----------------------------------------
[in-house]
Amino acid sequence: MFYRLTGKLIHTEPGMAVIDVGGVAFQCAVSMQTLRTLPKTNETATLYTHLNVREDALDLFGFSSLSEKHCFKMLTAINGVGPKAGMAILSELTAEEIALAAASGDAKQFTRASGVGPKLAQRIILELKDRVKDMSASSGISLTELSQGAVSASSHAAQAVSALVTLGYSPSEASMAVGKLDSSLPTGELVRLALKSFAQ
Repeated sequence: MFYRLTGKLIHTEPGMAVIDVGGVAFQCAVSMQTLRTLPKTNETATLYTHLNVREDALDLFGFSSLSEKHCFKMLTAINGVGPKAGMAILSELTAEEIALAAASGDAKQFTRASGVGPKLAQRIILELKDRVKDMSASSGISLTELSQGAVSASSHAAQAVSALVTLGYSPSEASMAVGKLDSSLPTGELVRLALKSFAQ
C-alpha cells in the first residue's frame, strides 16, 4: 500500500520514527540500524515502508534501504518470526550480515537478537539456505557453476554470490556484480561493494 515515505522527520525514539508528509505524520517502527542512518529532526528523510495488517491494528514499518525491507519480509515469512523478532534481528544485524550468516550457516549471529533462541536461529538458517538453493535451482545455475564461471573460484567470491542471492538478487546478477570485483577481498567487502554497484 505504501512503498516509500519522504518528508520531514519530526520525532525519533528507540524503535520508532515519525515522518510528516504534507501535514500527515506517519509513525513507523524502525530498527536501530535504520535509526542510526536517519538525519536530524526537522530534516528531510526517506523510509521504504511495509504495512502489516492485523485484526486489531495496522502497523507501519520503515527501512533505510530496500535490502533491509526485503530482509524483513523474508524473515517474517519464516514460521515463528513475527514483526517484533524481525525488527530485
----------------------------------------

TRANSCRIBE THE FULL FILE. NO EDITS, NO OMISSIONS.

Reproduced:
[in-house]
Amino acid sequence: MFYRLTGKLIHTEPGMAVIDVGGVAFQCAVSMQTLRTLPKTNETATLYTHLNVREDALDLFGFSSLSEKHCFKMLTAINGVGPKAGMAILSELTAEEIALAAASGDAKQFTRASGVGPKLAQRIILELKDRVKDMSASSGISLTELSQGAVSASSHAAQAVSALVTLGYSPSEASMAVGKLDSSLPTGELVRLALKSFAQ
Repeated sequence: MFYRLTGKLIHTEPGMAVIDVGGVAFQCAVSMQTLRTLPKTNETATLYTHLNVREDALDLFGFSSLSEKHCFKMLTAINGVGPKAGMAILSELTAEEIALAAASGDAKQFTRASGVGPKLAQRIILELKDRVKDMSASSGISLTELSQGAVSASSHAAQAVSALVTLGYSPSEASMAVGKLDSSLPTGELVRLALKSFAQ
C-alpha cells in the first residue's frame, strides 16, 4: 500500500520514527540500524515502508534501504518470526550480515537478537539456505557453476554470490556484480561493494 515515505522527520525514539508528509505524520517502527542512518529532526528523510495488517491494528514499518525491507519480509515469512523478532534481528544485524550468516550457516549471529533462541536461529538458517538453493535451482545455475564461471573460484567470491542471492538478487546478477570485483577481498567487502554497484 505504501512503498516509500519522504518528508520531514519530526520525532525519533528507540524503535520508532515519525515522518510528516504534507501535514500527515506517519509513525513507523524502525530498527536501530535504520535509526542510526536517519538525519536530524526537522530534516528531510526517506523510509521504504511495509504495512502489516492485523485484526486489531495496522502497523507501519520503515527501512533505510530496500535490502533491509526485503530482509524483513523474508524473515517474517519464516514460521515463528513475527514483526517484533524481525525488527530485